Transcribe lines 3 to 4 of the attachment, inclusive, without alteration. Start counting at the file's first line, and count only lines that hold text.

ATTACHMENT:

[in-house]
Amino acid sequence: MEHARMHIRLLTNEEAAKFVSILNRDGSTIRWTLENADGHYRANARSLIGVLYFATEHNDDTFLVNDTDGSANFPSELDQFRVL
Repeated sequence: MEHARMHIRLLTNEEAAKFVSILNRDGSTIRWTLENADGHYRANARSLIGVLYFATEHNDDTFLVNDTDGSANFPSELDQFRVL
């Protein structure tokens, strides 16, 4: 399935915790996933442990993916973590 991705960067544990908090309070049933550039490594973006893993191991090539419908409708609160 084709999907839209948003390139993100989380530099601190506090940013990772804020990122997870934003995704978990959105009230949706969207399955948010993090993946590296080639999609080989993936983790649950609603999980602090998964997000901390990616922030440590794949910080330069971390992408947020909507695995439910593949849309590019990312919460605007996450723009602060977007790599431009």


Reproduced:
Repeated sequence: MEHARMHIRLLTNEEAAKFVSILNRDGSTIRWTLENADGHYRANARSLIGVLYFATEHNDDTFLVNDTDGSANFPSELDQFRVL
């Protein structure tokens, strides 16, 4: 399935915790996933442990993916973590 991705960067544990908090309070049933550039490594973006893993191991090539419908409708609160 084709999907839209948003390139993100989380530099601190506090940013990772804020990122997870934003995704978990959105009230949706969207399955948010993090993946590296080639999609080989993936983790649950609603999980602090998964997000901390990616922030440590794949910080330069971390992408947020909507695995439910593949849309590019990312919460605007996450723009602060977007790599431009």